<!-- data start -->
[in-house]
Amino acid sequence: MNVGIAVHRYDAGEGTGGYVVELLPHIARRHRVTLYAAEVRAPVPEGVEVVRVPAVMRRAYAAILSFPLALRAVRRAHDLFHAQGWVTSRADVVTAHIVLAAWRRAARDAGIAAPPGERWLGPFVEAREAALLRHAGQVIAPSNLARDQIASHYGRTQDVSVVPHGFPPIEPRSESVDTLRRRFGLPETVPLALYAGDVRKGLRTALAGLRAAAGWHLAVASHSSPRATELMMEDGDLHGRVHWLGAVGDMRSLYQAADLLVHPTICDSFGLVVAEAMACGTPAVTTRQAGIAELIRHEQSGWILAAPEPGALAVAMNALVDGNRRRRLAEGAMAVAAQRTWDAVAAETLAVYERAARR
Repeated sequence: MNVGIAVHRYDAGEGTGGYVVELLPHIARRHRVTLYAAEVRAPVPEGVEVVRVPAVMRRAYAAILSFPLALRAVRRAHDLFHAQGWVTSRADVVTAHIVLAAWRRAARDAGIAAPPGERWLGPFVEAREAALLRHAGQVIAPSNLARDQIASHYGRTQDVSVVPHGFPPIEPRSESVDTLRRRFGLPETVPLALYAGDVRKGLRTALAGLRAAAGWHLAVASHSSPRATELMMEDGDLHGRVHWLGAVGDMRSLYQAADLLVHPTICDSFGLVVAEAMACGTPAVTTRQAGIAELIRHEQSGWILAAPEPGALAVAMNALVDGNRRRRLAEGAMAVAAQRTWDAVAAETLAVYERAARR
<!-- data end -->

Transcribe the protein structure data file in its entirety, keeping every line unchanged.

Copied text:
[in-house]
Amino acid sequence: MNVGIAVHRYDAGEGTGGYVVELLPHIARRHRVTLYAAEVRAPVPEGVEVVRVPAVMRRAYAAILSFPLALRAVRRAHDLFHAQGWVTSRADVVTAHIVLAAWRRAARDAGIAAPPGERWLGPFVEAREAALLRHAGQVIAPSNLARDQIASHYGRTQDVSVVPHGFPPIEPRSESVDTLRRRFGLPETVPLALYAGDVRKGLRTALAGLRAAAGWHLAVASHSSPRATELMMEDGDLHGRVHWLGAVGDMRSLYQAADLLVHPTICDSFGLVVAEAMACGTPAVTTRQAGIAELIRHEQSGWILAAPEPGALAVAMNALVDGNRRRRLAEGAMAVAAQRTWDAVAAETLAVYERAARR
Repeated sequence: MNVGIAVHRYDAGEGTGGYVVELLPHIARRHRVTLYAAEVRAPVPEGVEVVRVPAVMRRAYAAILSFPLALRAVRRAHDLFHAQGWVTSRADVVTAHIVLAAWRRAARDAGIAAPPGERWLGPFVEAREAALLRHAGQVIAPSNLARDQIASHYGRTQDVSVVPHGFPPIEPRSESVDTLRRRFGLPETVPLALYAGDVRKGLRTALAGLRAAAGWHLAVASHSSPRATELMMEDGDLHGRVHWLGAVGDMRSLYQAADLLVHPTICDSFGLVVAEAMACGTPAVTTRQAGIAELIRHEQSGWILAAPEPGALAVAMNALVDGNRRRRLAEGAMAVAAQRTWDAVAAETLAVYERAARR